about 1400 B.C. (Wm. F. Albright, "A Teacher to a Man of Shechem about 1400 B.C.,"

BASOR, #86, 28-31).  Nor does there seem to have been any widespread destruction of

the city and its temple between its capture by the Egyptians about 1500 B.C. and its

burning by Abimelech around 1150B.C.  (Jud. 9:49, cf. Edw. F. Campbell, Jr.,

"Excavation at Shechem, 1960"; Robert J. Bull, "A Re-examination of the Shechem

Temple," The Biblical Archaeologist, XXIII 1960,101-119).  Since Joshua did not attack

Shechem, the city must have been in friendly hands.  Several of the Amarna letters

declare that around 1380 B.C.  Lab'ayu the prince of Shechem was in league with the

invading Habiru.  Certainly we cannot equate the Israelite Hebrews with the Habiru

bands wherever they are mentioned in clay tablets throughout the Near East in the second

millennium B.C., and probably not every mention of the Habiru in the Amarna Tablets

refer to Israelites.  But in this case of Lablayu the Israelite Hebrews may be his

confederates, stigmatized as Habiru by pro-Egyptian neighboring kings.  In fact, some of

the Shechemites could possibly even have been descendants of Jacob, whose ancestors

had left Egypt in small numbers subsequent to Jacob’s death. That some Israelites

actually did go back to Canaan is indicated in I Chron. 7:24. I do not mean to imply,

however, that one or more entire tribes of Israel left Egypt in some other exodus before

the time of Moses.

     Gibeon.--Before 1960 James B. Pritchard, director of the highly successful

excavations at Gibeon, had discovered no conclusive evidence of Late Bronze occupation

of the site of el-Jib.  But in July 1960 an Arab woman revealed in her vineyard the

presence of twelve shaft tombs cut in the rock.  According to the pottery imported from

Cyprus and Syria, the tombs range in date from the beginning of the Middle Bronze Age

to the end of the late Bronze period (James B. Pritchard, "Seeking the Pre-Biblical

History of Gibeon," The Illustrated London News, Sept. 24, 1960, pp. 518f).  Since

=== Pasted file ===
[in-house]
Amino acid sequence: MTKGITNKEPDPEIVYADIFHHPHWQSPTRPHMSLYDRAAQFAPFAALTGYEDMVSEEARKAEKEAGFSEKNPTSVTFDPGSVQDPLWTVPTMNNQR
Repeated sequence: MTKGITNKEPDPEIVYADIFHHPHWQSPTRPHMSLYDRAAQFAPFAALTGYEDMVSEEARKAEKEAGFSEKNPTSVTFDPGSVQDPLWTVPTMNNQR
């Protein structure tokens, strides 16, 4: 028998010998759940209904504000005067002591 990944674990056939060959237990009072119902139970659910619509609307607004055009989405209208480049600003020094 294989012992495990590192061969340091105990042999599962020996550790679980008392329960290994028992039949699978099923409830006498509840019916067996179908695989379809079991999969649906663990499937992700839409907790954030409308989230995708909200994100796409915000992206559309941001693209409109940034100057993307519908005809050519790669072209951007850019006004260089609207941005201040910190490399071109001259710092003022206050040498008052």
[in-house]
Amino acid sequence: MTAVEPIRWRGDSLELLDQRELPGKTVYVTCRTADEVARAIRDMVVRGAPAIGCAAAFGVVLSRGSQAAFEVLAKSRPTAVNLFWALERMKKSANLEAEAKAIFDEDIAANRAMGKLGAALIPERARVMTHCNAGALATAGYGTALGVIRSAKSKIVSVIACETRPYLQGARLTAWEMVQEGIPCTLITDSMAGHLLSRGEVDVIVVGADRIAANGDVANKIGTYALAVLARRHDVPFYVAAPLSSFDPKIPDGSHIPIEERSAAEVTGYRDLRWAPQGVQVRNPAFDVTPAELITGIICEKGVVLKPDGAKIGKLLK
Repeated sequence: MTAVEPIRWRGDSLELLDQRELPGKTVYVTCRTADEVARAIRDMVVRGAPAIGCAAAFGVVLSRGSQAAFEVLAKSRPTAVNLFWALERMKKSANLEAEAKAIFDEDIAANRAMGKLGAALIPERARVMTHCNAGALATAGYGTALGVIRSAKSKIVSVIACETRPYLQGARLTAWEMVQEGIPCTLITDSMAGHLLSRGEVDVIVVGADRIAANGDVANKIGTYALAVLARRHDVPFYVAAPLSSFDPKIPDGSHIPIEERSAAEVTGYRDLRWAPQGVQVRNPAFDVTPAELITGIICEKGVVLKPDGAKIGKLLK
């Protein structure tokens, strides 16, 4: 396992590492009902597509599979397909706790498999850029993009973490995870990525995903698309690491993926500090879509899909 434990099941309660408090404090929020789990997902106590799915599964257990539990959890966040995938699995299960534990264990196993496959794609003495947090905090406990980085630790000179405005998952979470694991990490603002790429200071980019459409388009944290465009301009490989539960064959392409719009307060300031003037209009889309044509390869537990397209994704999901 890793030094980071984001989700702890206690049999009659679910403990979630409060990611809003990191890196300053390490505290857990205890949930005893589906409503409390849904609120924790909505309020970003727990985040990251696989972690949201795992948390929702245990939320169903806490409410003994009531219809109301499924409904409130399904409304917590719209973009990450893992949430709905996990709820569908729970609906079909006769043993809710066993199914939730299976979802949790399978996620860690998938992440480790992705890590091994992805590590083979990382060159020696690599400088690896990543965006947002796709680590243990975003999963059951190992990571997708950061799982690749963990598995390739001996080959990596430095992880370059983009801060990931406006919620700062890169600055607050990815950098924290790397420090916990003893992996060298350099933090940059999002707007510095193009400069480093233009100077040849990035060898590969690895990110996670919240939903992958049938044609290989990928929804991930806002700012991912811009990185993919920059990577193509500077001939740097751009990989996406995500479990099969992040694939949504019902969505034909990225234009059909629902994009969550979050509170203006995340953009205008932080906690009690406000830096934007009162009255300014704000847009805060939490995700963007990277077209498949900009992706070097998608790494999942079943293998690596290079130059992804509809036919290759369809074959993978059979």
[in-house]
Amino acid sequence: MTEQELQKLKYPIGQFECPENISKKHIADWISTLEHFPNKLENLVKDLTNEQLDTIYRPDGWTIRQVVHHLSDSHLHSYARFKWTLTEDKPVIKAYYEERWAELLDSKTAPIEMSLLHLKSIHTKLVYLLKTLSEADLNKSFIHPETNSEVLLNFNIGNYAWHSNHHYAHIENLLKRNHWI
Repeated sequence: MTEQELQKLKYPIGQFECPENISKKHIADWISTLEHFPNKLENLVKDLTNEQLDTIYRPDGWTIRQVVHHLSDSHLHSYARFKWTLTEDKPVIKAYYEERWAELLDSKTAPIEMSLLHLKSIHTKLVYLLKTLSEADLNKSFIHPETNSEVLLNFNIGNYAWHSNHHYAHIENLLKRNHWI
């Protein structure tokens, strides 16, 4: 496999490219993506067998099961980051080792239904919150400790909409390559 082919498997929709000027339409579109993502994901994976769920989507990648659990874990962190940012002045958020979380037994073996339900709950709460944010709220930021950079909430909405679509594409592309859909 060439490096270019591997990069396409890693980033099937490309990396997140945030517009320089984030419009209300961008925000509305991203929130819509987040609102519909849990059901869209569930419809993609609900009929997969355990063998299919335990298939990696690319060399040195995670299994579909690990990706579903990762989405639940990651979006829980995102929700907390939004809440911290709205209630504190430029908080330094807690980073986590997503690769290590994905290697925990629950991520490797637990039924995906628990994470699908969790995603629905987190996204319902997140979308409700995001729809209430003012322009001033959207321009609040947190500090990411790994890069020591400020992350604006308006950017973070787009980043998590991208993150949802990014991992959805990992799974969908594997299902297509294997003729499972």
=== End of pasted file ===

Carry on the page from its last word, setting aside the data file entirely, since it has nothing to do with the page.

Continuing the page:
Gibeon did not fall to the Israelites, however, no help in settling the controversy

concerning the date of the Conquest can be expected from that site in the future.

    Hazor.--After Joshua had pursued the Canaanites in three directions from the waters of

Merom he turned back and took Hazor.  He killed Jabin king of Hazor and set fire to the

city (Josh. 11:10f).  Hazor was undoubtedly the largest city in all of Canaan; its site, Tell

el-Qedah and the adjacent lower city, stretches for 1000 yards from north to south and

averages 700 yards in width covering an area of about 183 acres. It could accommodate

30,000-40,000 people in an emergency with all their horses and chariots.

     There is no need to confuse the two accounts concerning two kings of Hazor named

Jabin. Those who try to harmonize the account in Joshua 11 with the one in Judges 4, 5

are those who

10                                                        GRACE JOURNAL


accept a late date for the Exodus and the Conquest. They feel compelled to combine the

two Israelite victories into one campaign and the two Jabins into one man because of the

shortness of the time allotted by them to the period of the Judges. Yet the same scholars

would not claim that Rameses II and Rameses III of Egypt must be one ruler because

they have the same name. Biblical history requires that in interpreting the archaeological

evidence from Hazor one must assign a later Canaanite level to the time of Deborah and

Barak than the level which he assigns to the time of Joshua. Therefore, since the last

Canaanite city in the vast enclosure to the north of the mound of the acropolis had been

destroyed, not to be reoccupied, in the thirteenth century B.C., this last city must be the

one in which Jabin of Judges 4 resided.  This date agrees well with a date around 1240 to

1220 B.C. for Deborah's battle against Sisera.

     In the fourth season of excavations at Hazor, Yadin found what may well be evidence

of Joshua's burning of the city.  In Area K he and his staff excavated the gate of the

Lower City.  The gate in the Late Bronze period was erected on the foundations of the